Cancer care is improving – but new therapies still need funding

Jul 19, 2017
Cancer care is improving – but new therapies still need funding

Between 1975 and 2013, the percentage of U.S. citizens surviving their cancer for at least five years increased from just under 50 percent to almost 70 percent.1

Despite this progress, there remains a huge need for effective cancer therapies. An estimated 1.6 million new cancer diagnoses will be made in 2017.2 Around 600,000 of those diagnosed will die.2

Key to combating the disease is increasing federal funding for basic oncology research. This research is then used as a basis to drive privately-invested development of new medicines.

“Fighting for federal investment in cancer research is a top priority for ACS CAN [American Cancer Society Cancer Action Network]. Volunteers in every state engage their Members of Congress to urge support for resources that are critical in advancing early detection tests and treatments for this disease,” said Chris Hansen, President of ACS CAN.

The Network supports the research of both the National Institutes of Health (NIH) and the National Cancer Institute (NCI). Many of their findings have led to breakthroughs in cancer understanding.

“We are at a moment of tremendous opportunity when it comes to developing therapies that can address even the most vexing cancers we see today.

“To fully leverage our potential to reduce suffering and death from cancer, robust and sustained federal investment in basic research is critical to provide the necessary building blocks that together with privately-funded innovation lead to advances in immunotherapy and other targeted treatments.”

A robust pipeline

The call to invest comes alongside a new report from the Pharmaceutical Research and Manufacturers of America (PhRMA) and ACS CAN. It highlights the progress being made in the field of immuno-oncology.

The document is part of PhRMA’s new GOBOLDLY campaign which aims to accelerate innovative medicine development.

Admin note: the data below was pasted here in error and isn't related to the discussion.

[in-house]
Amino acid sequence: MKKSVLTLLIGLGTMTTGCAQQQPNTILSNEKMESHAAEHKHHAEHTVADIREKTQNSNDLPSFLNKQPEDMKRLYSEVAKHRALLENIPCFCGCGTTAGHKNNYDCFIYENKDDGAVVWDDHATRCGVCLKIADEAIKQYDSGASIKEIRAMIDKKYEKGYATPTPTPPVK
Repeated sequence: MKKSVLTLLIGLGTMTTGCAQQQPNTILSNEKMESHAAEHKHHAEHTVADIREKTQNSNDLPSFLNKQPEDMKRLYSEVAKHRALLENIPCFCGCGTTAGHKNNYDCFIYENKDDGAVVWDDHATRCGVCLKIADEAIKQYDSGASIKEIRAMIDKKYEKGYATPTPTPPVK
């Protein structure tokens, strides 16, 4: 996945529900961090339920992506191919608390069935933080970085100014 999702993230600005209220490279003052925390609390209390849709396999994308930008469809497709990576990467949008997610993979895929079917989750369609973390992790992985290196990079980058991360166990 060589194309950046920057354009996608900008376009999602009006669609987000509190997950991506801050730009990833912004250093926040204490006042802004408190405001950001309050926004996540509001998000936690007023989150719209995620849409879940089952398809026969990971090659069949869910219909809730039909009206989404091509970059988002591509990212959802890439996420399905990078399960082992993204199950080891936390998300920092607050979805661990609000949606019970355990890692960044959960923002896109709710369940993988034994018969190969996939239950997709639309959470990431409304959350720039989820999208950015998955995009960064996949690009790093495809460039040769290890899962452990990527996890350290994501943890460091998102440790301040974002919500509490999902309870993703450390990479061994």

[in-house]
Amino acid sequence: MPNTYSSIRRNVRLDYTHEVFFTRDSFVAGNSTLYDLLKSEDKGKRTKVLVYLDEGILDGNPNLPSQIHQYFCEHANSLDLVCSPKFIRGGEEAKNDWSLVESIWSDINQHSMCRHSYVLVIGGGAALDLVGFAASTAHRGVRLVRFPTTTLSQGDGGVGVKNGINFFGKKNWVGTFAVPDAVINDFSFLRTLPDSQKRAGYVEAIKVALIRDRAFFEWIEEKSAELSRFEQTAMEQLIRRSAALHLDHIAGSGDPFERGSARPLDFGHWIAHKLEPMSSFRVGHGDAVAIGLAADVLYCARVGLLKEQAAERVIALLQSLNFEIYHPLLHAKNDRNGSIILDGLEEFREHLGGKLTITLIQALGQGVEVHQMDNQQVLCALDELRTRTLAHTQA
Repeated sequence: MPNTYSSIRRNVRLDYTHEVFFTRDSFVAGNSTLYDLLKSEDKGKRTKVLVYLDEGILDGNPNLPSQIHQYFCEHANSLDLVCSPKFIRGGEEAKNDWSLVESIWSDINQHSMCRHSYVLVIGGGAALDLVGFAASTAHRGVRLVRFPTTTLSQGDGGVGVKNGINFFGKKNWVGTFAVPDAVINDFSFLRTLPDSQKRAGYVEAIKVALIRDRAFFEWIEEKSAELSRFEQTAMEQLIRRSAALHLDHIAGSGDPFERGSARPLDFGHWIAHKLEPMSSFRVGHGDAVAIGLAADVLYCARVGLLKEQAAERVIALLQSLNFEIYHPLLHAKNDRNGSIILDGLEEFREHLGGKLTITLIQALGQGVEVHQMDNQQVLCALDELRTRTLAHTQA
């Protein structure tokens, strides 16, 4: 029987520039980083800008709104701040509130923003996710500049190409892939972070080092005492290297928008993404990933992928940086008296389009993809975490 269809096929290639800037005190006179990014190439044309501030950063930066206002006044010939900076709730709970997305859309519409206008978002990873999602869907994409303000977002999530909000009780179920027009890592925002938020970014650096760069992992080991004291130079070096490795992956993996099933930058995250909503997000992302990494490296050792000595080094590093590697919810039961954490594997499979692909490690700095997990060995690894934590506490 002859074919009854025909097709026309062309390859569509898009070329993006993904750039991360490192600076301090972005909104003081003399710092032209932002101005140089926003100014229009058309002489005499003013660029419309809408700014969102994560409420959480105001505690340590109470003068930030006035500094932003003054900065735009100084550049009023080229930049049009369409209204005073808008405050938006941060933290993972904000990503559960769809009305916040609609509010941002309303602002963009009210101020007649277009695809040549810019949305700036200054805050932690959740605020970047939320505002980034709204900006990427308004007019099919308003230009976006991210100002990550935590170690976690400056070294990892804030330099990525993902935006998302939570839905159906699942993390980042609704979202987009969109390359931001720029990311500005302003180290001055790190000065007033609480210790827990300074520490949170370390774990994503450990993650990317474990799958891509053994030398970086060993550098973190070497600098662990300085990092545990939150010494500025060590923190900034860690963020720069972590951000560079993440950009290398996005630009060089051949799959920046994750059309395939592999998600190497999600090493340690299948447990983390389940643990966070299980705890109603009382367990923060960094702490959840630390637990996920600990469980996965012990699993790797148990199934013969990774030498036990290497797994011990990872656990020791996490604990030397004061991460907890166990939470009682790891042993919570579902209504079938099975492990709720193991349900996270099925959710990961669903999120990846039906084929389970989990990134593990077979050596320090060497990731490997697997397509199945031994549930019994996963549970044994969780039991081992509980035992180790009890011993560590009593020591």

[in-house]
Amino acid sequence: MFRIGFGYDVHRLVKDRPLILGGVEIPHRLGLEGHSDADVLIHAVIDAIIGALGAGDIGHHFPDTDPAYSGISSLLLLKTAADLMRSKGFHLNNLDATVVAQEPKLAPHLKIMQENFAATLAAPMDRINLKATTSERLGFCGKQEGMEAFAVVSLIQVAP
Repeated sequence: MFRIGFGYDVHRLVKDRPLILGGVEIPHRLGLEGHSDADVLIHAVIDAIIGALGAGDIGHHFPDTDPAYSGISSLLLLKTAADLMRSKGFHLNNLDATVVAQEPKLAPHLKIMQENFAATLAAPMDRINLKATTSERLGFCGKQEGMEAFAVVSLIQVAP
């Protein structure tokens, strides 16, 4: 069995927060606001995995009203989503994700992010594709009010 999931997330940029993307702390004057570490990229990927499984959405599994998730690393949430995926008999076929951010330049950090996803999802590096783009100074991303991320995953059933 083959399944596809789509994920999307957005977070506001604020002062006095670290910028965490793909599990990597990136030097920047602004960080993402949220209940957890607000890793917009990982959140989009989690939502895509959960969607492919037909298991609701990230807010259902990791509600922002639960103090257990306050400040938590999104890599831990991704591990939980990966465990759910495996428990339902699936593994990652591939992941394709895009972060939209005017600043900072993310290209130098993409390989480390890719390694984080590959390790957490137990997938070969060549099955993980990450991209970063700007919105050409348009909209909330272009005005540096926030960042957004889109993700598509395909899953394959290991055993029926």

According to the report, 248 immuno-oncology treatments are in development or under review by the Food and Drug Administration (FDA).

These treatments, known as immunotherapies, help the immune system kill cancer in a comparable way to a virus or bacteria.

They represent a promising field for cancer care, but a lot still needs to be understood.

This is because immuno-oncology treatments work in diverse ways. Some can strengthen the immune response and others can help the immune system better identify and kill cancer cells.

They can also improve existing therapies, with many studies underway to test immunotherapies in combination with older medicines to help improve treatment outcomes.

“Cancer continues to be one of the most complex and vexing diseases of our time and it will impact an estimated 1.6 million Americans who will be diagnosed this year,” said Stephen Ubl, President and Chief Executive Officer of PhRMA. “As our understanding of the root causes of cancer grows, we are expanding the types of treatments we are able to bring to patients. The idea of harnessing the body’s own immune system to fight cancer is not new but recent breakthroughs are making it a reality, bringing hope to patients.”


1SEER Cancer Statistics Review 1975-2014. National Cancer Institute. Accessed June 7, 2017. Available at:

2Cancer Facts & Figures 2017. American Cancer Society. Accessed June 7, 2017. Available at:

Cancer care is improving – but new therapies still need funding

Stakeholder Engagement is a function within Corporate Affairs at Astellas that focuses on creating, building and maintaining third-party relationships. We serve as a conduit between Astellas and external stakeholders to help improve patient outcomes, improve access issues and address patients’ unmet needs head on.

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